There’s also going to be a special bonus if you sign up day one of open enrollment, of early enrollment, on May 12. You get a bonus one-on-one private coaching session with me. So, if you’ve been dying to coach with me in a one-on-one setting and you also don’t want to miss out on all of the amazingness of the Mastermind, you get the best of both worlds if you join that first day. All right?
So, that’s enough about me, let’s dive into today’s topic. I have been dying to have a conversation with you about what we’re going to be talking about today. And it’s a little outside the box, it doesn’t have so much to do with the practice of law. But it is just an observation that I’ve had when talking with people in the world, when talking to some of my clients.
It’s been living rent free in my head for the longest time, so I finally decided to record an episode on this sort of ancillary topic. I want to specifically talk to you about the thoughts that you have about people. And specifically, the focus of this episode is the thoughts that you have about people generally, so, not individual people in your lives. Okay? Not like your mom or your husband or your wife or your client, a specific client. But, what are the generalizations that you have made about people in the world?
So, one of the most common thoughts, that’s negative, that I hear people say, and they say it so flippantly, just like so off the cuff. It’s such a negative thought it makes me cringe every time I hear it. I get taken aback by it. The thought is, “I hate people.” People will say this, just in passing through, like, “Oh, my God, I hate people.” And it’s such a negative thought, right?
How do you feel when you think this thought? This isn’t meant as a call out, but I want you to check in with yourself. Do you think this thought about people? If you do, check in with yourself. How does this thought make you feel? And then, how do you show up in the world when you feel that way? When you’re experiencing that emotion what do you do? What don’t you do, better yet, right? What results does it create in your life when you’re thinking the thought, “I hate people,” when you’re choosing to believe that?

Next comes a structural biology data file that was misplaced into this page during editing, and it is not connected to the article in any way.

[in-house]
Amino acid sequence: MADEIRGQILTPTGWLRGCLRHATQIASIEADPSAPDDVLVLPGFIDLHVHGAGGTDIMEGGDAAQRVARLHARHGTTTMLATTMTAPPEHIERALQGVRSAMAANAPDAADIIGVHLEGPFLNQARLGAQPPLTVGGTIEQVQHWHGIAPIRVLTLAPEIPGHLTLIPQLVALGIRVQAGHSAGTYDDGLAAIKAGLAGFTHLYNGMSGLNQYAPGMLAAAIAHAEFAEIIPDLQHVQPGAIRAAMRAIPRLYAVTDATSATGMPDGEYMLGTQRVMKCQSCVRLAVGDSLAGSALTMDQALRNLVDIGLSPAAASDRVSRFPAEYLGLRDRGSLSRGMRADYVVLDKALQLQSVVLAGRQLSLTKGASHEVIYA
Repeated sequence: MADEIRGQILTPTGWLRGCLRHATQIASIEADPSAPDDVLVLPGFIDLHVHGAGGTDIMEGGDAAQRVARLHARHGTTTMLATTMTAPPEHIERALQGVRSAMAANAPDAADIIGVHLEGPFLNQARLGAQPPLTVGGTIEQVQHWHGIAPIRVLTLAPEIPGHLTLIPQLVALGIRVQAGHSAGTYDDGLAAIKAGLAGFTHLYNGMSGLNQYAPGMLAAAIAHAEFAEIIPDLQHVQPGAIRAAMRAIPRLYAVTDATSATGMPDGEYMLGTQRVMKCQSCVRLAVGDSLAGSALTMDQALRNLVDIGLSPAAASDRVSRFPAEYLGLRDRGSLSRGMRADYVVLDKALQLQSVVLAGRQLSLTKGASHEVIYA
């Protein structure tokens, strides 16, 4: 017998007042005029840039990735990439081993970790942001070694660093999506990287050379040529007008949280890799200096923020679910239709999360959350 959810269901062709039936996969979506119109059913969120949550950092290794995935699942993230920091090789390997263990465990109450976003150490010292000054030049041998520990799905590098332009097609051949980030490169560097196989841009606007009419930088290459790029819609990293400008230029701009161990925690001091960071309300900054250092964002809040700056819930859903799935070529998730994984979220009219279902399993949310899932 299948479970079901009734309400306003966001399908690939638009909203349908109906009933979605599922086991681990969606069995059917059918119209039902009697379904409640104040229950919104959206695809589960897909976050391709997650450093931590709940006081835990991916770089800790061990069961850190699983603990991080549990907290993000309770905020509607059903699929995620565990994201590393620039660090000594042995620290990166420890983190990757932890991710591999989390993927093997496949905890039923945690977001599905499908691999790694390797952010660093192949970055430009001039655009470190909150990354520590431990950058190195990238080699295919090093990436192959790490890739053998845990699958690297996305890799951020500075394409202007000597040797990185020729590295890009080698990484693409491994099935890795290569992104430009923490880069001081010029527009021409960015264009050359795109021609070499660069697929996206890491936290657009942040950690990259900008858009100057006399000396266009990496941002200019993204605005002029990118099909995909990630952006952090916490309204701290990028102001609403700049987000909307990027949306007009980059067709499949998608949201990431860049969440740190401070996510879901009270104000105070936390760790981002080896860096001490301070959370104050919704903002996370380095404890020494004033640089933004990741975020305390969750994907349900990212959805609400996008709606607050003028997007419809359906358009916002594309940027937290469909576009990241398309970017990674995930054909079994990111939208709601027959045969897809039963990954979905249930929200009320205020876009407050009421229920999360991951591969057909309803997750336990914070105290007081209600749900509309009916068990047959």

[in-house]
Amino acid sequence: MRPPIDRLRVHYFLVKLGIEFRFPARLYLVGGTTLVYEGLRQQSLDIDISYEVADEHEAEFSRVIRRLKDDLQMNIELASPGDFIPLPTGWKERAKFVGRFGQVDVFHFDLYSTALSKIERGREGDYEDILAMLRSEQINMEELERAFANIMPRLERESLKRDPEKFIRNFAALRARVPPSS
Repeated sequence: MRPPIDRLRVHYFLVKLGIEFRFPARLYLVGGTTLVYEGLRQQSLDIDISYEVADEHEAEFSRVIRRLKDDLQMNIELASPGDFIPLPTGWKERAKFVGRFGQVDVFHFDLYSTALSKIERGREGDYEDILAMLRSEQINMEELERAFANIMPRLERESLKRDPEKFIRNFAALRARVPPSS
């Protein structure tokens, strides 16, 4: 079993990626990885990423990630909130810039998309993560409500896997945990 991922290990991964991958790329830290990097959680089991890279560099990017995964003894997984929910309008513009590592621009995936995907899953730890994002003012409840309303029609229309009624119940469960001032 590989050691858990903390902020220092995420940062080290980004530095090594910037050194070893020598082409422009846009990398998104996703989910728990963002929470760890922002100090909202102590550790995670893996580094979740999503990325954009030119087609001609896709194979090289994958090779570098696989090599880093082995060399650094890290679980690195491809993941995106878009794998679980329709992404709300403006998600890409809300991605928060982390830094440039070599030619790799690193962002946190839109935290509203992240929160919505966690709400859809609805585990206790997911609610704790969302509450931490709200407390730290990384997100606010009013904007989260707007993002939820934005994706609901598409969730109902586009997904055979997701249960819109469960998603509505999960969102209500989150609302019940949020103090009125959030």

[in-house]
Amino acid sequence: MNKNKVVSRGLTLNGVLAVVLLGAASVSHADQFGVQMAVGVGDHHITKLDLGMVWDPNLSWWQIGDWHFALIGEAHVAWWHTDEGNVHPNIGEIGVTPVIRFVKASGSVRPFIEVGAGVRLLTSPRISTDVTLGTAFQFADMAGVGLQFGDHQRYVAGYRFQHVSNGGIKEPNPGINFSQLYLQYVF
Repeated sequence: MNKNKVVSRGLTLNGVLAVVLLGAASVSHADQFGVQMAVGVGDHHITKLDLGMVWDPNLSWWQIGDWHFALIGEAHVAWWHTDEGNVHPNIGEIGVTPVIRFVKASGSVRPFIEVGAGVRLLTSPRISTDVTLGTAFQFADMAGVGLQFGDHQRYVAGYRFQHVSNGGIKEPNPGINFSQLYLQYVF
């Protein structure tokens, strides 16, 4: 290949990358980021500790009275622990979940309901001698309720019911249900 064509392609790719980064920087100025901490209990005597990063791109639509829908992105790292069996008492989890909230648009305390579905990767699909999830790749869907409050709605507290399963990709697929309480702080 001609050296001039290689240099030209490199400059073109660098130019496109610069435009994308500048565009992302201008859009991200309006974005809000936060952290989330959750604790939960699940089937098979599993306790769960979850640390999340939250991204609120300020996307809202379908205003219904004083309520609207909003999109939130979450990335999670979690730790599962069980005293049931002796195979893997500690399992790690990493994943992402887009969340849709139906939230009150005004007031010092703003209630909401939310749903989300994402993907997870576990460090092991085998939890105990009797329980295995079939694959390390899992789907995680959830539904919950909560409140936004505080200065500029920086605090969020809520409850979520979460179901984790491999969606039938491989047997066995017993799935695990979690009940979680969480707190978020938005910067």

Other variations of this, are thoughts like, “People are the worst.” Or maybe it’s more specific than this. “People are fake. People are disappointing. People are selfish. People are cruel. People are ungrateful. People are exhausting. People are horrible. People are mean.” What are the thoughts that you think about people, about society?
One of the other thoughts that I hear parroted pretty frequently now is, “The world is going to hell in a handbasket.” Or, “The state of the world is really terrible.” This is akin to judgments about our society or about people generally, right? If the world is a bad place, or if the world is getting progressively worse, in turn, we essentially think people are getting progressively worse. Because people are what determine the direction of the world, our future, and the quality of it.
So, you want to check in with yourself and ask yourself: What judgments do I make about people generally? And do these judgments serve me? If this is you, if you’re like sheepishly or shyly raising your hand, and feel seen by me explaining some of this, if you’re like, “Olivia, I think some of these thoughts,” I don’t want you to judge yourself. I just want you to get curious and be honest.